Heather Abbott, who lost part of her left leg, noted in her statement that her prosthetic limb costs $75,000 and will have to have it replaced every few years.
However, she added, "I would like Dzhokhar Tsarnaev to know that he did not break me."
The last of the 24 victim statements came from Rebekah Gregory, who lost a leg in the bombing.
Gregory also called out Tsarnaev for his behavior in court, referencing how he appeared to crack jokes with his attorneys throughout the trial.
"Is this how your mom raised you?” Gregory asked.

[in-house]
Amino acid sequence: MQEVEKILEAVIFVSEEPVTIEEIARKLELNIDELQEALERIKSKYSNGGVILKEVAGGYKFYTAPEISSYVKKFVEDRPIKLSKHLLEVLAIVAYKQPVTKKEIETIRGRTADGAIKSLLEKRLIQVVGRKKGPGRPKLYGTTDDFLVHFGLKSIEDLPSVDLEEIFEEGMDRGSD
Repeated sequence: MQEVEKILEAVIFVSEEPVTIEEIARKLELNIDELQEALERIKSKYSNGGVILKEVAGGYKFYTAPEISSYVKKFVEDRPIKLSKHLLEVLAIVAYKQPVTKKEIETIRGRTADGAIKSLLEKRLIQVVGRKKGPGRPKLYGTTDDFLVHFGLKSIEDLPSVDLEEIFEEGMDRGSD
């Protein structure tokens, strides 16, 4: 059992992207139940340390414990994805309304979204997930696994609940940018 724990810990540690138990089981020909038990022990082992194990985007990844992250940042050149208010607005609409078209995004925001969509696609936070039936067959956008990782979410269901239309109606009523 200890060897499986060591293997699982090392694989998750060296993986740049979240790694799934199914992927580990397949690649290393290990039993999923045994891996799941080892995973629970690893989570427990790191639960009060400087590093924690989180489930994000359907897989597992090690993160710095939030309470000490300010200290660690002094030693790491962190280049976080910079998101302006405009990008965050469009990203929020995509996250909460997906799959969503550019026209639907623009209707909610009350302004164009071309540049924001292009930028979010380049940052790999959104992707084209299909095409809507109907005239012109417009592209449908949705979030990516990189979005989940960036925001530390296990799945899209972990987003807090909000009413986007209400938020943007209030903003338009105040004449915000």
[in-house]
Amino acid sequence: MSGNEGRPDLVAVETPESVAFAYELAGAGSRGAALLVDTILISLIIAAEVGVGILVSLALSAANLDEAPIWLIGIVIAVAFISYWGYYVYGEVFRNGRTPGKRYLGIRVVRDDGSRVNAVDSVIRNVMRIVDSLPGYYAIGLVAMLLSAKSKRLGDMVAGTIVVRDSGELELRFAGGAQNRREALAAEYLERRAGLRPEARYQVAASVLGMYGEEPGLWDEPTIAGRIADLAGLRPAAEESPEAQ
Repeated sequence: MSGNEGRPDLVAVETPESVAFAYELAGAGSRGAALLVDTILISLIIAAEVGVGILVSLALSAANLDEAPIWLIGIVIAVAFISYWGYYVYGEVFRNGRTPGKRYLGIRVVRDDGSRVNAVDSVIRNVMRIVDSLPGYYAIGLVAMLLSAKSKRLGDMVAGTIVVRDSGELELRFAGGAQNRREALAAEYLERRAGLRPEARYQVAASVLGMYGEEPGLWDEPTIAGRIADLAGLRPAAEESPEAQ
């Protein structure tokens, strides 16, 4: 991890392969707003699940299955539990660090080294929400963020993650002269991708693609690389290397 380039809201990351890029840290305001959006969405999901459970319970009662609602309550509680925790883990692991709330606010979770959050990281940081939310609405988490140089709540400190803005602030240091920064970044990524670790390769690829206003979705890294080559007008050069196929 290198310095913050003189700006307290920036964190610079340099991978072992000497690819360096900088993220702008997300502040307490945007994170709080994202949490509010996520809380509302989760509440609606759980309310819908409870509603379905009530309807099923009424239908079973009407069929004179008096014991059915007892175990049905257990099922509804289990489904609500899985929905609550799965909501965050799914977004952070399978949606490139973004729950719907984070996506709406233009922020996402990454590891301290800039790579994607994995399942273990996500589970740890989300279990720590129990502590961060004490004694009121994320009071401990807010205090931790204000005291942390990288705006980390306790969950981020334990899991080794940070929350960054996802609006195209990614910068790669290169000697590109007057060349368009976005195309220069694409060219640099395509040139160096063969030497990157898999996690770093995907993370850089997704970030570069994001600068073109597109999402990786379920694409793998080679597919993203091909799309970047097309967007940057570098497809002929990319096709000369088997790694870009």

After the victim impact statements concluded, U.S. Attorney Bill Weinreb addressed the court on behalf of the prosecution team.
"The harm to the victims cannot be undone," he said. "They can never be made whole."
Julian also addressed that permanent loss during the news conference, telling reporters that the bombing took away any sense safety.
"Now we take nothing for granted," she said. "Every time we go out, we’re in fight or flight [mode]."
Before Tsarnaev spoke, his attorney Judy Clarke reminded the court that Tsarnaev submitted an apology and offered to plead guilty, but the government insisted on going to trial.
But when it came down to formally sentence Tsarnaev, Judge George O'Toole spared the bomber no mercy, imposing the harshest penalty after also addressing him from the bench.
"Whenever your name is mentioned," O'Toole said, "what will be remembered is the evil you did."